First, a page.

Navalny team calls on people to attend his funeral in Moscow

Yulia Navalnaya, widow of Alexey Navalny, stands in the plenary chamber of the European Parliament and speaks. Russian opposition activist Alexey Navalny died this month in Russian captivity. Philipp von Ditfurth/dpa
Yulia Navalnaya, widow of Alexey Navalny, stands in the plenary chamber of the European Parliament and speaks. Russian opposition activist Alexey Navalny died this month in Russian captivity. Philipp von Ditfurth/dpa
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The team of Russian dissident Alexei Navalny, who died in custody, has called on people to attend the funeral service and burial of the leading opposition figure in Moscow on Friday, despite the expected police presence.

The church service is planned for 2 pm (1100 GMT), with the burial at the Borisov cemetery scheduled for two hours later, Navalny's spokeswoman Kira Yarmysh announced on Thursday.

Everyone to whom Navalny's political work meant something should attend, she said. The walk from the church, which is dedicated to the "Assuage My Sorrows" icon of the Mother of God, to the cemetery takes 28 minutes, the announcement said.

Navalny's team plans to report live on the internet about the funeral service in the south-eastern district of Maryino as well as about the burial and recommended that guests arrive early.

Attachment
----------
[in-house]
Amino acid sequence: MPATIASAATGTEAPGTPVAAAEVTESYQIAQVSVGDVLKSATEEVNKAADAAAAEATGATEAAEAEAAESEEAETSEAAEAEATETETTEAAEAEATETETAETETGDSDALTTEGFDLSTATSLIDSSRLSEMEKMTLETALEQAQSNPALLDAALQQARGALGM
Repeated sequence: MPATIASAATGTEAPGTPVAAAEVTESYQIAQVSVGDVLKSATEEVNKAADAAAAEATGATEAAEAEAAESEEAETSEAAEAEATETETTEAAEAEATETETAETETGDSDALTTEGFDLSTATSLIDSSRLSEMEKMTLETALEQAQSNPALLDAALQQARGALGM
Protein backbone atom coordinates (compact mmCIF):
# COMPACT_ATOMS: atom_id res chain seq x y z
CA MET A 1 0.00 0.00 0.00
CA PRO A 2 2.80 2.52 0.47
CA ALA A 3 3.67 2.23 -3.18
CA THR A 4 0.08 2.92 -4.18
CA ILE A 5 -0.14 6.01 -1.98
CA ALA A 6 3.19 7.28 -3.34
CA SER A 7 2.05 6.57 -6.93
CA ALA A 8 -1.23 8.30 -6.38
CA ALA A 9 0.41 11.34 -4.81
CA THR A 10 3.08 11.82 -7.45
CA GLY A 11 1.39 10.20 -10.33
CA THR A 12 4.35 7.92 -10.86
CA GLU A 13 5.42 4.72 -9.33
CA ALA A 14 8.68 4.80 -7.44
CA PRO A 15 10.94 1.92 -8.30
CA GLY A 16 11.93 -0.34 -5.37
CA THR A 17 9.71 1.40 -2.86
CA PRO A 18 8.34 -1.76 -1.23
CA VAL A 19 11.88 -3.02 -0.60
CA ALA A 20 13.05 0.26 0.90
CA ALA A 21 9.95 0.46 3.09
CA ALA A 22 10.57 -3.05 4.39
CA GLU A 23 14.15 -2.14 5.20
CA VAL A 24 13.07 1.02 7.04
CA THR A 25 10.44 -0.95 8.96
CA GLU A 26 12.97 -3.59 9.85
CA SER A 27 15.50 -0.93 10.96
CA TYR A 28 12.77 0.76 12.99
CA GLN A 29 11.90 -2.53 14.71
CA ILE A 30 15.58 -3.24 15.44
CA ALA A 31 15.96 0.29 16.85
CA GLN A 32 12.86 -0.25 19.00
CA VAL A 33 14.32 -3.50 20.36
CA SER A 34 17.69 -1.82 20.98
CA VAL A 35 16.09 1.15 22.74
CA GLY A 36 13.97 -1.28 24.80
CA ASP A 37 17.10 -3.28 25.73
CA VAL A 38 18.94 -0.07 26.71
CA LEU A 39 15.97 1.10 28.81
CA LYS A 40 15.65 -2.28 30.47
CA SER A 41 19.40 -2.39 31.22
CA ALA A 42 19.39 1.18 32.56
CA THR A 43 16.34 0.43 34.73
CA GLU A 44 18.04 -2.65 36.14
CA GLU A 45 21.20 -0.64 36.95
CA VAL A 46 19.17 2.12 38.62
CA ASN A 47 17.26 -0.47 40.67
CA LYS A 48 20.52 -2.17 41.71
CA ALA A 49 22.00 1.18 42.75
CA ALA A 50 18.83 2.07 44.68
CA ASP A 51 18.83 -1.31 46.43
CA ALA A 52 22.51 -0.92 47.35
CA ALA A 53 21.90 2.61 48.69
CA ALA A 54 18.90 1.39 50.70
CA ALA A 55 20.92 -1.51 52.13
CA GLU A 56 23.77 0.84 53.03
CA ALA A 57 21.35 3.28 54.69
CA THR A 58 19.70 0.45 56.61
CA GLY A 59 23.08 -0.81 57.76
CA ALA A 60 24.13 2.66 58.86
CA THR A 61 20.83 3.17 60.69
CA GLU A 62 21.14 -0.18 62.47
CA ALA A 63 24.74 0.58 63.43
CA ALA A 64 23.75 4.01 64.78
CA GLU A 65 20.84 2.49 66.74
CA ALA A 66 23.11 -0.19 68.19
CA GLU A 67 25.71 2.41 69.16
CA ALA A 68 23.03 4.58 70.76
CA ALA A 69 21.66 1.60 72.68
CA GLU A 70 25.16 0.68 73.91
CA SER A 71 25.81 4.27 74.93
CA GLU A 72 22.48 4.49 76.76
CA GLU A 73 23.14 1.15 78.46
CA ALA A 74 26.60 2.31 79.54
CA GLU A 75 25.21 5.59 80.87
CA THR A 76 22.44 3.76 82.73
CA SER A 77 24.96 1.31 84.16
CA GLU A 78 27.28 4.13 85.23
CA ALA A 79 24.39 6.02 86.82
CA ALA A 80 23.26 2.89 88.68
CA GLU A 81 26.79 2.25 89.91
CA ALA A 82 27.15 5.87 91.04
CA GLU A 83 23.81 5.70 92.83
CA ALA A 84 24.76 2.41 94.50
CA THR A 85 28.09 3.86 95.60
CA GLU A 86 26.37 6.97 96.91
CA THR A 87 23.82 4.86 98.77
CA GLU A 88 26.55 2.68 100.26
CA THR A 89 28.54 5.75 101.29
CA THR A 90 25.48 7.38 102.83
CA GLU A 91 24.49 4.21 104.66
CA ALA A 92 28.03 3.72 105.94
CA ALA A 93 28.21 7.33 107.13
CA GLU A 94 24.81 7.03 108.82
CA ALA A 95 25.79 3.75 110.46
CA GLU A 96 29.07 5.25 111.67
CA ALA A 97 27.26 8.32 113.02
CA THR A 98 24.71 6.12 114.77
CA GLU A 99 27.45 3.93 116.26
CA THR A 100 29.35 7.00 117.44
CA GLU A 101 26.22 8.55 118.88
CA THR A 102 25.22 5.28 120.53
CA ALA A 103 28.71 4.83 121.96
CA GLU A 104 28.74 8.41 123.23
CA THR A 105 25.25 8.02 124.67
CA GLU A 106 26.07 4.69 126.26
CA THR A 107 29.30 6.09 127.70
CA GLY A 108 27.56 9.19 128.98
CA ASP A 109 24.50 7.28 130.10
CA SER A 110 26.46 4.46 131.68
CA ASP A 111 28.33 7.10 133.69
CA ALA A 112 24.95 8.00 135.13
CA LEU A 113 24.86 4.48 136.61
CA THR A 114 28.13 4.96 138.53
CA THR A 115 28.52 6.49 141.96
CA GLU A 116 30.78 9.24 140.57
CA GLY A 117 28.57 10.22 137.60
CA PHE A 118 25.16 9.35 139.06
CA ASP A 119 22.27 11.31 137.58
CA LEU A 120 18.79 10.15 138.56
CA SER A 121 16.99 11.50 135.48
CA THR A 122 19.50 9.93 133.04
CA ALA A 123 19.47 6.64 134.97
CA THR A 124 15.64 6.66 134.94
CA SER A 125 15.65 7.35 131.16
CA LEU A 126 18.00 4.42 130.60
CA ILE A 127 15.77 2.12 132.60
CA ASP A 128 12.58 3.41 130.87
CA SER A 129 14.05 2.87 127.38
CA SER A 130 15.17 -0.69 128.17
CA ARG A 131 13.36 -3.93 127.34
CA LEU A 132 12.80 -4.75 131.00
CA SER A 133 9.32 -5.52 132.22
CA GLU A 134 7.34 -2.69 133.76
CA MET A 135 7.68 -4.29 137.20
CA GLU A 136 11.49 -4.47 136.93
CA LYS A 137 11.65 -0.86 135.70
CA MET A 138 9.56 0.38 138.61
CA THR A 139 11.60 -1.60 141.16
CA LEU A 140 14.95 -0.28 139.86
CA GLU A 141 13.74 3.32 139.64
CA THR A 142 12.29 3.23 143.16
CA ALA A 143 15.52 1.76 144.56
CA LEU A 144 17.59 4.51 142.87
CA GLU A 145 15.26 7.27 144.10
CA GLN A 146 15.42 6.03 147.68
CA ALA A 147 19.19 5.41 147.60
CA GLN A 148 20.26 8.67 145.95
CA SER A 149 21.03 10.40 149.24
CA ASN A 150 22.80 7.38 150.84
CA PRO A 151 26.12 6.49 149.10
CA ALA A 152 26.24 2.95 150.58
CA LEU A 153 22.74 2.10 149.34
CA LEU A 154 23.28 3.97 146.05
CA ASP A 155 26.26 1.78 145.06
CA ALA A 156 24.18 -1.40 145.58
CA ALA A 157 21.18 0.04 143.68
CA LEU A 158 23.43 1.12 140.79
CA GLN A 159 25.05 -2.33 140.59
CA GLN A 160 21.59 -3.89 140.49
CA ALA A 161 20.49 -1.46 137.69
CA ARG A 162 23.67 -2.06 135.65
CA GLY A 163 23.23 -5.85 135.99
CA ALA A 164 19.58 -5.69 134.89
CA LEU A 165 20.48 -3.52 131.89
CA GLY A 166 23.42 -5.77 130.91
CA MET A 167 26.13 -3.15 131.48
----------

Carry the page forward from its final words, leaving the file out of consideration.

A large security presence is expected - and there are fears that uniformed officers could block access to Navalny's supporters.

Navalny's widow Yulia Navalnaya has also issued an appeal to attend the funeral service. Navalny's mother, Lyudmila Navalnaya, received her son's body on Saturday after days of demanding that the authorities hand it over to her. She rejected holding a secret burial as initially demanded by the authorities.

Over the past few days, Navalny's team had been looking for a place for the funeral service and complained that they were being obstructed by the Russian authorities.

According to Russian Orthodox custom, the dead are buried after three days, with their bodies laid out in an open coffin beforehand so that mourners can bid farewell. However, a room for such a farewell ritual was not made available, wrote Ivan Zhdanov, the director of the anti-corruption fund founded by Navalny.